Letters and Manuscripts — Volume 10 (1895)


Lt 150, 1895

White, W. C.; White, May Lacey

Cooranbong, N. S. W., Australia

August 7, 1895

Previously unpublished.

Dear Son Willie and Daughter May Lacey White:

Glad would we be to see you [for] just the time Mr. Mosely is here. He said he would come up Sunday. He promised to stay two days. But if duties call you that are of a more spiritual, important character, we say the eternal interest comes first always. We will follow the best light we have. We will collect in a box the treasure of ashes and have them all covered up for fear of rain. 10LtMs, Lt 150, 1895, par. 1

Last night Caldwell brought up the tool chest for Brother Shannon and two boxes; I do not know whose they are or what is in them. I was in bed early. Emily was out quite late with several from the school to secure fishes from the fisherman. She got a nice mess of fresh fish; paid two shillings. This is the first we have had since we came here. As we have nothing in the vegetable line but potatoes, the fish will be a treat to the workmen. 10LtMs, Lt 150, 1895, par. 2

We had a most beautiful shower. There was some thunder, but it came off all clear again shortly. This is all the rain we have had, with the exception of a few drops. Since we have insisted that the students have boiled water, they are better. Several were in the boat with Emily and one other, Lilley Oliver. The night was bright and clear and mild. 10LtMs, Lt 150, 1895, par. 3

The work will go forward rapidly today. The shelter will go up if the iron roofing is in this first boat. If not, they must await the second boat. Three large trees, I think on the orchard ground, have been cut down. All work heartily and as if they enjoyed it. 10LtMs, Lt 150, 1895, par. 4

I am hoping everything will be ready for Mosely Sunday. 10LtMs, Lt 150, 1895, par. 5

I received letters from Marian and May. Thank them both for writing. I received your letter also. Brother Langdon is at work on my place. Brother Colson will probably be at work today with Brother Shannon. 10LtMs, Lt 150, 1895, par. 6

Brother Shannon has just come in to breakfast. I think it providential he came to Sydney just now, for he will make things stir. The women cannot sit at the table with the men, for we have no chairs for them. We carry back and forth the large, high-backed chairs Brother Hardy made. We could have only two from the school so we eat at second table. Yesterday I ate from waiter [tray] and shall do the same this morning. 10LtMs, Lt 150, 1895, par. 7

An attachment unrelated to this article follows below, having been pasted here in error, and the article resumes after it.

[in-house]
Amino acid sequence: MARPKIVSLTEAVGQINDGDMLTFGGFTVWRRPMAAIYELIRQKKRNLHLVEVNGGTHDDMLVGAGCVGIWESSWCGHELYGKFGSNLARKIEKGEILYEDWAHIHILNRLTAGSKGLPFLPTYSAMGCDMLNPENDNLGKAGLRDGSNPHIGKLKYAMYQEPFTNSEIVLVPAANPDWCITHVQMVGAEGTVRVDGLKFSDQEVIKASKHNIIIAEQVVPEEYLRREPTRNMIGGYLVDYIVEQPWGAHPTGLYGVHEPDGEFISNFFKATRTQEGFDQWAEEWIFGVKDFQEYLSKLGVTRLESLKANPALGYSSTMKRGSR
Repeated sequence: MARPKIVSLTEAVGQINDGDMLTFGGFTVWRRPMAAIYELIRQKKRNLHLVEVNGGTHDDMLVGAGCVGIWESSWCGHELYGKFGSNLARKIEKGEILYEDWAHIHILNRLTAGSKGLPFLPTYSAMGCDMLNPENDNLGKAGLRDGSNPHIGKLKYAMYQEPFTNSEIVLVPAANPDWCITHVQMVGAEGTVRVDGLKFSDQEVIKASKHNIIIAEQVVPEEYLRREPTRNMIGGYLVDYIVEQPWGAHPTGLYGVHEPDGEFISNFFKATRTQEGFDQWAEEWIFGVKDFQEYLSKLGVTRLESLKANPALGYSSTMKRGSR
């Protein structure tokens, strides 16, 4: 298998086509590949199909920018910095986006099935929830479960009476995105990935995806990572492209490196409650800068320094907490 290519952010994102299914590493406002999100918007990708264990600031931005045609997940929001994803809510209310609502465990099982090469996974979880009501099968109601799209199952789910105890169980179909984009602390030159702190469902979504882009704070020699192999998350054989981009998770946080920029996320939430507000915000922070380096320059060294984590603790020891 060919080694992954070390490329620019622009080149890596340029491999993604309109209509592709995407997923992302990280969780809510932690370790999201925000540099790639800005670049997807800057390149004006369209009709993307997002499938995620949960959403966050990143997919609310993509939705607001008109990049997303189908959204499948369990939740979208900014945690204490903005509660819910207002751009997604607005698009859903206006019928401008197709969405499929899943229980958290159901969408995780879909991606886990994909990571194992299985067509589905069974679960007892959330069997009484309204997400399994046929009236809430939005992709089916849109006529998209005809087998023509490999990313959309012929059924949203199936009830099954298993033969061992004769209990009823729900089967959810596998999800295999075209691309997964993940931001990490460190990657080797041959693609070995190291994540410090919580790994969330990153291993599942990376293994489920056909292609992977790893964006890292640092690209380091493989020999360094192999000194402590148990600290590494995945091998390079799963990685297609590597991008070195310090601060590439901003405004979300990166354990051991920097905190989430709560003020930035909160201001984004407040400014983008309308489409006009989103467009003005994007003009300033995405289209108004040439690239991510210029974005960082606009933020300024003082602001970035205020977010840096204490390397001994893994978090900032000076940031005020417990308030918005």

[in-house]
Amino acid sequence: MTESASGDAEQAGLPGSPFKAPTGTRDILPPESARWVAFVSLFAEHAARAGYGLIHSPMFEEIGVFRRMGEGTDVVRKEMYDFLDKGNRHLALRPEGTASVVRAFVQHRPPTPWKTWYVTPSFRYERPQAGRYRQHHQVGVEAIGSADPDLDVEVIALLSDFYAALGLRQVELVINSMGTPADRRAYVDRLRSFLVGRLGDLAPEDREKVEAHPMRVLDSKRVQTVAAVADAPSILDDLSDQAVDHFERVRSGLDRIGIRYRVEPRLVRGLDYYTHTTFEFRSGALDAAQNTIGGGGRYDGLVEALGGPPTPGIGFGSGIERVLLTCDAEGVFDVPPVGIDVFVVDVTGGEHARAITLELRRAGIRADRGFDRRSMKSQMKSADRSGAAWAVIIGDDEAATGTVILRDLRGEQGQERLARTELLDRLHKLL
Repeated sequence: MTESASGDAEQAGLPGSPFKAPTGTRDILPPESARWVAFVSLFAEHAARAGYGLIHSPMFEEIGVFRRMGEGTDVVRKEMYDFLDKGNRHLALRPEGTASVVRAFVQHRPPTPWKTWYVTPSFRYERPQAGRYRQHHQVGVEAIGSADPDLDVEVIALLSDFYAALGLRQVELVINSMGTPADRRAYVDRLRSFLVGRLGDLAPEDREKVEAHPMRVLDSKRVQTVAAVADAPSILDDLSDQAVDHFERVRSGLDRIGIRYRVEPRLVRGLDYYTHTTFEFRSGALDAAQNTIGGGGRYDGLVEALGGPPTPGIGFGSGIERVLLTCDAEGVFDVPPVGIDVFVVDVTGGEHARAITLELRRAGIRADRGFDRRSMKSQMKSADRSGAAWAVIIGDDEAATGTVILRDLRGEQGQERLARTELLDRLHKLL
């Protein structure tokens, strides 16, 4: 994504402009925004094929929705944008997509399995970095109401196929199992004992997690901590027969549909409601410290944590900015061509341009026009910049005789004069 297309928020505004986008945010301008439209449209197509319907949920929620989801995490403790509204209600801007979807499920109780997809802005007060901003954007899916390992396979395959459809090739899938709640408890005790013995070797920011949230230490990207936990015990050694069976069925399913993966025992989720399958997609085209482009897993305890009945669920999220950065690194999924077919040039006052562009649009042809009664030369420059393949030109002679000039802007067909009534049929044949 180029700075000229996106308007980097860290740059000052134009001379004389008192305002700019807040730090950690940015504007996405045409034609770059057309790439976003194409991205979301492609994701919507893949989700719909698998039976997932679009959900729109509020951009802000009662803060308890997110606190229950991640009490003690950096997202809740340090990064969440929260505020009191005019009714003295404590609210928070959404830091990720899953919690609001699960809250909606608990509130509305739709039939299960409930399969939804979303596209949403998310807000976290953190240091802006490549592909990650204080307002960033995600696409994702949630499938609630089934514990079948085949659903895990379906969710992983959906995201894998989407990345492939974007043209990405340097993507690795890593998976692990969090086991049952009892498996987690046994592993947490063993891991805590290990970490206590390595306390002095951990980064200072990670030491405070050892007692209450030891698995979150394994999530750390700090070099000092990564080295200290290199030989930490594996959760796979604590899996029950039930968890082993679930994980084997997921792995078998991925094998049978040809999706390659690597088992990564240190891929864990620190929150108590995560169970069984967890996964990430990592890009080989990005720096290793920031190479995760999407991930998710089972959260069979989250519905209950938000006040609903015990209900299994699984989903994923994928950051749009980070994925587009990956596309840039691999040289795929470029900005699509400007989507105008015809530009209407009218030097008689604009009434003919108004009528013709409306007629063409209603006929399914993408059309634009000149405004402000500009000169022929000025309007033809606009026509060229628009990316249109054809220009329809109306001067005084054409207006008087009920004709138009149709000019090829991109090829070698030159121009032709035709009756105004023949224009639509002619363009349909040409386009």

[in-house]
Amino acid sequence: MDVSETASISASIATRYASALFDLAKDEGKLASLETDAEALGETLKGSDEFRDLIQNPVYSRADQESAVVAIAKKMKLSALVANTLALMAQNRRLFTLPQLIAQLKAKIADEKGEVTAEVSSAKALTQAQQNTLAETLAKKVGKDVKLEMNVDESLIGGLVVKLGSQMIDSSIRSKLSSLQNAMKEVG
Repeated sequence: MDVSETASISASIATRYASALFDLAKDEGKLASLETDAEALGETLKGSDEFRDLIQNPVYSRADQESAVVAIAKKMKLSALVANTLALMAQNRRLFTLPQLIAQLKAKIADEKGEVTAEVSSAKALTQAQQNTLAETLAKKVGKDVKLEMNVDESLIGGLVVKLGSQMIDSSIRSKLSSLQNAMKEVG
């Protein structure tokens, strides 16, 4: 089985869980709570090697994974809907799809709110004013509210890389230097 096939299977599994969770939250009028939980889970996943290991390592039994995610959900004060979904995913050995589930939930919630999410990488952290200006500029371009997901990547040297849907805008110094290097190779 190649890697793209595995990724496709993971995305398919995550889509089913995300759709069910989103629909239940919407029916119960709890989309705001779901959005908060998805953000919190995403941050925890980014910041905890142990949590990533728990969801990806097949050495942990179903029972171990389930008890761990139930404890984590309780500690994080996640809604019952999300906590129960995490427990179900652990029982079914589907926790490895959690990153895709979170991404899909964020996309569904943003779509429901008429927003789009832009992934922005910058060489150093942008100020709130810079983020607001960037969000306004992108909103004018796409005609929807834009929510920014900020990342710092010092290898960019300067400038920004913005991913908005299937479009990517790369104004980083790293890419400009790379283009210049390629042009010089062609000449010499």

The sun is coming up clear and bright. Burning of log heaps is going forward briskly. It is now fifteen minutes after seven o’clock. Shannon will be no slothful worker. I think we have the right man. 10LtMs, Lt 150, 1895, par. 8

I have felt greatly relieved since I have decided to speak of Byron’s and Sarah’s coming here, if they can only be here until camp meeting, but I may think best to have them with us at camp meeting. If not, they are the very ones who would be of the greatest service to me on the place. I am favorably impressed with Brother McKee [?]. He is a very pleasant-appearing man. Brother Langdon goes to Parramatta next Monday. He says he has succeeded in his business. All is favorable to his hiring a farm to work at Dora Creek; terms favorable. He will return and bring seeds with him, which he will share with me. He has a special kind of tomato, superior to all I have seen. 10LtMs, Lt 150, 1895, par. 9

I shall want Byron to bring up the best quality of seed for peas. They can go in the ground any time now. We shall also want asparagus sprouts and [will] set out a bed as soon as we can do so. We want to know where to get these things to plant, for I mean that my coming up will be of advantage all around. Things shall move, if I can make them, with the blessing of God. Caldwell and I had decided to fence the orchard, then the large job of fencing can be done afterwards. Your plan of fencing is to receive attention. But in regard to Vincent, I fear he will be a terrible burden indoors and out. He is much talk, idles away his time, and will cause others to lose their time. There is enough to be done. As soon as the orchard is planted with trees, land must be prepared for peas and other things. 10LtMs, Lt 150, 1895, par. 10